But what we can do, to raise determination, is to become more aware of our use of expressive references, and the possibilities of interpretation they entail (which are of course endless - but certain things are more likely than others) - how our expressions are likely to "behave". Also, conscious of the personal, private level as the "real world" of roleplaying (where roleplaying actualizes), we would be aware that expressing something instigates thought, first and foremost. And while this might not sound much, this type of awareness holds promising potential, especially when brought to the level of systematic thinking, or system proper.

A further example: Think of a system where players are obligated to make a short descriptive phrase of the damage their characters receive, which the GM has described in general terms. Like: GM: "The metallic bird brushes against Valois' shoulder - he gets a bruise (system-level term of the degree of damage)" Player: "Its wing slices trough my shirt and cuts three small wounds in parallel - the sliced shirt starts to redden from the trickling blood".

Now, how would a game change by this small addition? First of all, the players would probably become more conscious of their character's wounds - also of other's wounds (because they have been instigated to think about the issue more - most of this thinking would not be expressed in the game, but would affect their play style); characters around them would be more likely to comment on the wounds (and the character might remember to get a new shirt for the evening gala); they might also be inspired to make a record of their scars in their character sheets (this would become absurd in many combat-heavy games, which often rely on the de-emphasis of this issue in the player's imagination - by taking out the references to specific damage); etc.

Why does this change happen? Because a (systematic) type of referencing has been added, and the references it brings up instigate certain types of causal chains on a personal level of thought. And while most of these thoughts go undescribed, unseen in the game, they are a vital part of it, affecting the game in an essential way by changing how the players consider their characters, thus causing changes in the player's expressions.

Now, one can only analyse this type of phenomenon by differentiating between the personal and interpersonal level - and that's exactly the issue that SiS glosses over - even hides by glossing it over. And this, I think, reflects back to what you wrote in your comment, Joshua. SiS remains detached from the processes of play because it glosses over many of the important processes creating this "space of play" (for lack of a better reference) - especially those processes that arise from the interplay between personal and interpersonal layers.

Cheers,
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pekko koskinen
project: [kind of hard to pronounce, really]
Alan
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« Reply #36 on: October 04, 2005, 04:16:21 PM »

This thread seems to have taken a simple concept to some very bizarre places.

...have come to a satisfactory conclusion that the SIS is not a useful concept for designing games because the game can't interact with the SIS.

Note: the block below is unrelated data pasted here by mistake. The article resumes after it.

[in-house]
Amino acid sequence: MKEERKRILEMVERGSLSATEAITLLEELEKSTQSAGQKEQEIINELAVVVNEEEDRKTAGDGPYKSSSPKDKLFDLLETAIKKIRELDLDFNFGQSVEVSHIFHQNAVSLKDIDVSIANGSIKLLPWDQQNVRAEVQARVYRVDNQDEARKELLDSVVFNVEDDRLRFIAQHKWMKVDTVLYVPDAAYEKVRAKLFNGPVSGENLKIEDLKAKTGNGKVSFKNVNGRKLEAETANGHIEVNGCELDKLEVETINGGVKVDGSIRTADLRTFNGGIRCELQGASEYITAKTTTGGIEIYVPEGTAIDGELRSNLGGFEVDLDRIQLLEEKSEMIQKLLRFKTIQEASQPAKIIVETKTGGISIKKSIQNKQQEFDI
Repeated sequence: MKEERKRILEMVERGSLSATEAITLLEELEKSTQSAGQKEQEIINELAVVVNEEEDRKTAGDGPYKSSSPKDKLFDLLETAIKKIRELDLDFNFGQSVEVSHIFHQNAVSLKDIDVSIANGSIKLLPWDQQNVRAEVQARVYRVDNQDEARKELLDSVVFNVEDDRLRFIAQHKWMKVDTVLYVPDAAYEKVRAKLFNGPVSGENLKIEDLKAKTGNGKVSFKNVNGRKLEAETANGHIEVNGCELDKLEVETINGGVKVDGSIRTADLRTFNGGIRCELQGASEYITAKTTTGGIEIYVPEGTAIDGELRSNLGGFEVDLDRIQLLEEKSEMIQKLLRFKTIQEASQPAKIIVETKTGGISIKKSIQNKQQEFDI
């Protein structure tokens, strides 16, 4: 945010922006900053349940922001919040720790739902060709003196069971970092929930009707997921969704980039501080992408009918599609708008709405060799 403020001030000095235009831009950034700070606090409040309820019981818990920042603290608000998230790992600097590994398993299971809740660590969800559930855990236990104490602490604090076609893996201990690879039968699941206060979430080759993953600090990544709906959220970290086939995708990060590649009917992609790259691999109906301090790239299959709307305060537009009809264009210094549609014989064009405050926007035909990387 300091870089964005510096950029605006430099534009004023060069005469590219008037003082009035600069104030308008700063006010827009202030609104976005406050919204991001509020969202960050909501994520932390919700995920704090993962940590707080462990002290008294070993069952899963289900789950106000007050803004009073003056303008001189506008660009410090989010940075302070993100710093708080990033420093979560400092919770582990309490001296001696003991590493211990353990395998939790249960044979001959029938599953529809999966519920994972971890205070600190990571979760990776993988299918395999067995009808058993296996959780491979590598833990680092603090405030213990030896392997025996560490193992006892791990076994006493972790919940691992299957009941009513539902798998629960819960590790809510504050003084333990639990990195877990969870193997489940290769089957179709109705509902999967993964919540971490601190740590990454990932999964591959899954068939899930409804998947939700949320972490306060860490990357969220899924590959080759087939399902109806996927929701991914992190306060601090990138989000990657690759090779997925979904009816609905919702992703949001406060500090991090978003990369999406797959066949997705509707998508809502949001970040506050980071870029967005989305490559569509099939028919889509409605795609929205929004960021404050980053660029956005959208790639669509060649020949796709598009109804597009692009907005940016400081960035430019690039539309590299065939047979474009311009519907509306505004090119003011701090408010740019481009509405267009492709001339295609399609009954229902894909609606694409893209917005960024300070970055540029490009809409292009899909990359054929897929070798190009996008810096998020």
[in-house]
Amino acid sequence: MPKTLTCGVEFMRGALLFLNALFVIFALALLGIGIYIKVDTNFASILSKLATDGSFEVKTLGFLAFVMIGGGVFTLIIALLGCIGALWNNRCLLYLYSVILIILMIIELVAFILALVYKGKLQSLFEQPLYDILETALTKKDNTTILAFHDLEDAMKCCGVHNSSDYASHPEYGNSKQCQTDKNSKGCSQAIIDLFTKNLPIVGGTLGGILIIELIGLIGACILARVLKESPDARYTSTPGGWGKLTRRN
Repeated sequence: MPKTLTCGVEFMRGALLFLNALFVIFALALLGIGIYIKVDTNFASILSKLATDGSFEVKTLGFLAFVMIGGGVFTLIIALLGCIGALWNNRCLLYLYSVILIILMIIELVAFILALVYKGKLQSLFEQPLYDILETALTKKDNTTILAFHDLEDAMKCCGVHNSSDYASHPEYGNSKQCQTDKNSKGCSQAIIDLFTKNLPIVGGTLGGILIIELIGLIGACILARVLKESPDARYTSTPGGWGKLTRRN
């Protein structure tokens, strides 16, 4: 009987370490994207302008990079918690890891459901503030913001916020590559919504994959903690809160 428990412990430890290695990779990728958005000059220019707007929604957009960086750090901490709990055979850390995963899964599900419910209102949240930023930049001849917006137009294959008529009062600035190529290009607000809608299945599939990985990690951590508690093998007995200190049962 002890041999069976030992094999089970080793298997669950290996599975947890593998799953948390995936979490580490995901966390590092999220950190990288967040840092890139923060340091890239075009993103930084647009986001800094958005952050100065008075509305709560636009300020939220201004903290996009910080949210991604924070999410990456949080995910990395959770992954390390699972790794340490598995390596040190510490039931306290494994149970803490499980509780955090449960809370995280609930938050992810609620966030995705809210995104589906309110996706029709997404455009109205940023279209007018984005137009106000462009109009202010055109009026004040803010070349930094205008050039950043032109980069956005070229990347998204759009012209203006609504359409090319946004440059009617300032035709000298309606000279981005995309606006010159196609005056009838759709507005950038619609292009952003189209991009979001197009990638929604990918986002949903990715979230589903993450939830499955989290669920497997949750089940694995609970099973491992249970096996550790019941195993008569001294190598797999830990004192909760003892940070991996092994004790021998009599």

Yoicks!  This is like saying that the rules of hockey don't interact with the puck.  Good heavens.

The content of the SIS is all material mutually agreed on by the participants, whether it is in their individual heads or on paper somewhere.  They need only communicate to confirm that their expectations are the same, and the SIS exists.  There's no distinction about where the information is recorded, the only requirement is that it is shared.
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- Alan

A Writer's Blog: http://www.alanbarclay.com
C. Edwards
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Posts: 558

savage / sublime


« Reply #37 on: October 04, 2005, 05:02:31 PM »

Joshua,

I dont think that we're saying different things. My perception of the SIS is as a process dependent entirely on the communication between participants. Without that communication there is no 'shared' and the 'space' shrinks down to encompass exactly one individual's thoughts.

A game cannot interact with anything. People can interact according to the rules of a game thereby entering into play of that game. Play is nothing if not a process of communication.

The integrity of the SIS is all about the quality of communication between the participants.

-Chris
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pekkok
Member

Posts: 21

Googletary phrases: "3-iron", "sky above hell"


« Reply #38 on: October 04, 2005, 05:27:31 PM »

Hey Pekko,

Good questions, thank you. Answering them will help me work through some of my relatively unformed ideas on the subject.


And thank you, too, for your thorough answers.


1) Noise can be created by anything that promotes a disparity in the mental images provoked by a sign. Two people hear the word 'yellow' in the description of an automobile and each forms a mental image, one using a different shade of yellow than the other. Noise can come from having a different set of experiences and differences in individual communication techniques, but at base it stems from the fundamental differences in our personal meanings of a sign, of 'yellow'.